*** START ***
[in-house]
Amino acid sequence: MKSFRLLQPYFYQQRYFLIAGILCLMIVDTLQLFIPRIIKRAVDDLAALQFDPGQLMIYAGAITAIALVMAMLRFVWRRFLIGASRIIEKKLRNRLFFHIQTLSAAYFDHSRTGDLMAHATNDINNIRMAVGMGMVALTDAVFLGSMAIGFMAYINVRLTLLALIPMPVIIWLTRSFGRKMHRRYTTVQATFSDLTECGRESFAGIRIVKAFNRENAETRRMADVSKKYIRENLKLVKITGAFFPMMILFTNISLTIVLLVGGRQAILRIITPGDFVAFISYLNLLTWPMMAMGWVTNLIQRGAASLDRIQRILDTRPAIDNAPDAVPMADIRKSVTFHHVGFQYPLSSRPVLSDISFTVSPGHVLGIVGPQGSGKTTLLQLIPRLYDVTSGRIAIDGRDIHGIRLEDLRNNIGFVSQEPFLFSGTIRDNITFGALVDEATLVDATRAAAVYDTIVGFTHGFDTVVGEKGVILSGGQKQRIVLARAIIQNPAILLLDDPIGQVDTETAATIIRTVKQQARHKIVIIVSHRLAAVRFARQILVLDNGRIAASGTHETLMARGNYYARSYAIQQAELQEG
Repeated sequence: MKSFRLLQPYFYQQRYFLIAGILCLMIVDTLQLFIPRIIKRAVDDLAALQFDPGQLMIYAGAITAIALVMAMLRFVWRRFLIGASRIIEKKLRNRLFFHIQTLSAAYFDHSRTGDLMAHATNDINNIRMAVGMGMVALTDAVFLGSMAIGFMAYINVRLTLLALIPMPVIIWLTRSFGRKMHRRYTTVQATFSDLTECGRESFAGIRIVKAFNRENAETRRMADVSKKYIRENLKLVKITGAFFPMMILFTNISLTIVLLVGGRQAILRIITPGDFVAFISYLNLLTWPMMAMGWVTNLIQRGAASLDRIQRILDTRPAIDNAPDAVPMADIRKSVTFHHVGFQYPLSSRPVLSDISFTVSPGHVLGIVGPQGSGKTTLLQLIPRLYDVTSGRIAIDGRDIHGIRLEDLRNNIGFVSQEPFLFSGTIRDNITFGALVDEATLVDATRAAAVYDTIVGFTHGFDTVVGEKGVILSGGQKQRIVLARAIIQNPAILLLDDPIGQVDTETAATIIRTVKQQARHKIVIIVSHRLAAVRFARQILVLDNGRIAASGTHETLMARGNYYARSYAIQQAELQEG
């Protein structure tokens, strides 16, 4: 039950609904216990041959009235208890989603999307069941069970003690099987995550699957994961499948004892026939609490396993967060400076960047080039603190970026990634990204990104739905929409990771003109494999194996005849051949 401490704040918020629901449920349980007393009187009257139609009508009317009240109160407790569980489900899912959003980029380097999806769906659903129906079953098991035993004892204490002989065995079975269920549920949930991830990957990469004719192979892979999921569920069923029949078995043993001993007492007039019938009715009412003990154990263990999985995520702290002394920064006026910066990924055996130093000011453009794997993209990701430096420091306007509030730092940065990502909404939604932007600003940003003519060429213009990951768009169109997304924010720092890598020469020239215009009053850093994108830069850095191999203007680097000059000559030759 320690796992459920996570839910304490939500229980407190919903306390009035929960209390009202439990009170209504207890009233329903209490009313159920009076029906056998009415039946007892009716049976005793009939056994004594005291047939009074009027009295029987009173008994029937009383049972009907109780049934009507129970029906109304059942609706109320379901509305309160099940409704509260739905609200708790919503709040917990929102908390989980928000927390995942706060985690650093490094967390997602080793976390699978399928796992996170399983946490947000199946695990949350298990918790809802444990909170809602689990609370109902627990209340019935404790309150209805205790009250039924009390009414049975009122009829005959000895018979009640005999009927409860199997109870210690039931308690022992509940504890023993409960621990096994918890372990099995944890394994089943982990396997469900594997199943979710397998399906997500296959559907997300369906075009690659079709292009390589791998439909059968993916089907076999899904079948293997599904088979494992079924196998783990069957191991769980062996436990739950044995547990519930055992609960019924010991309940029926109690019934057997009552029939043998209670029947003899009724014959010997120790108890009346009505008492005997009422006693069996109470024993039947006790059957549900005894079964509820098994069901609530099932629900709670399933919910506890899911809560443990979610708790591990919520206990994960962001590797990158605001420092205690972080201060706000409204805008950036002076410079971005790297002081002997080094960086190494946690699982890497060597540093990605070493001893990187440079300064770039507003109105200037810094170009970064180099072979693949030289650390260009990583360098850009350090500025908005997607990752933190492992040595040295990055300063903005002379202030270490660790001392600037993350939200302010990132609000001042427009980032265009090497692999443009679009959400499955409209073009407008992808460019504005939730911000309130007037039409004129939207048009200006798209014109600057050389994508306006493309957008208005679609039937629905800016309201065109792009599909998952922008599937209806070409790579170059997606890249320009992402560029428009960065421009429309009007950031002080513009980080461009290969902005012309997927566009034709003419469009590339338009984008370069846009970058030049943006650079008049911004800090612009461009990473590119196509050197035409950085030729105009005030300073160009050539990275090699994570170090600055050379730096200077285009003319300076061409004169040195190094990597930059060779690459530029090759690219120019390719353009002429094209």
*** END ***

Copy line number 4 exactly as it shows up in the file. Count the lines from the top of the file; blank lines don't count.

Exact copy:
């Protein structure tokens, strides 16, 4: 039950609904216990041959009235208890989603999307069941069970003690099987995550699957994961499948004892026939609490396993967060400076960047080039603190970026990634990204990104739905929409990771003109494999194996005849051949 401490704040918020629901449920349980007393009187009257139609009508009317009240109160407790569980489900899912959003980029380097999806769906659903129906079953098991035993004892204490002989065995079975269920549920949930991830990957990469004719192979892979999921569920069923029949078995043993001993007492007039019938009715009412003990154990263990999985995520702290002394920064006026910066990924055996130093000011453009794997993209990701430096420091306007509030730092940065990502909404939604932007600003940003003519060429213009990951768009169109997304924010720092890598020469020239215009009053850093994108830069850095191999203007680097000059000559030759 320690796992459920996570839910304490939500229980407190919903306390009035929960209390009202439990009170209504207890009233329903209490009313159920009076029906056998009415039946007892009716049976005793009939056994004594005291047939009074009027009295029987009173008994029937009383049972009907109780049934009507129970029906109304059942609706109320379901509305309160099940409704509260739905609200708790919503709040917990929102908390989980928000927390995942706060985690650093490094967390997602080793976390699978399928796992996170399983946490947000199946695990949350298990918790809802444990909170809602689990609370109902627990209340019935404790309150209805205790009250039924009390009414049975009122009829005959000895018979009640005999009927409860199997109870210690039931308690022992509940504890023993409960621990096994918890372990099995944890394994089943982990396997469900594997199943979710397998399906997500296959559907997300369906075009690659079709292009390589791998439909059968993916089907076999899904079948293997599904088979494992079924196998783990069957191991769980062996436990739950044995547990519930055992609960019924010991309940029926109690019934057997009552029939043998209670029947003899009724014959010997120790108890009346009505008492005997009422006693069996109470024993039947006790059957549900005894079964509820098994069901609530099932629900709670399933919910506890899911809560443990979610708790591990919520206990994960962001590797990158605001420092205690972080201060706000409204805008950036002076410079971005790297002081002997080094960086190494946690699982890497060597540093990605070493001893990187440079300064770039507003109105200037810094170009970064180099072979693949030289650390260009990583360098850009350090500025908005997607990752933190492992040595040295990055300063903005002379202030270490660790001392600037993350939200302010990132609000001042427009980032265009090497692999443009679009959400499955409209073009407008992808460019504005939730911000309130007037039409004129939207048009200006798209014109600057050389994508306006493309957008208005679609039937629905800016309201065109792009599909998952922008599937209806070409790579170059997606890249320009992402560029428009960065421009429309009007950031002080513009980080461009290969902005012309997927566009034709003419469009590339338009984008370069846009970058030049943006650079008049911004800090612009461009990473590119196509050197035409950085030729105009005030300073160009050539990275090699994570170090600055050379730096200077285009003319300076061409004169040195190094990597930059060779690459530029090759690219120019390719353009002429094209």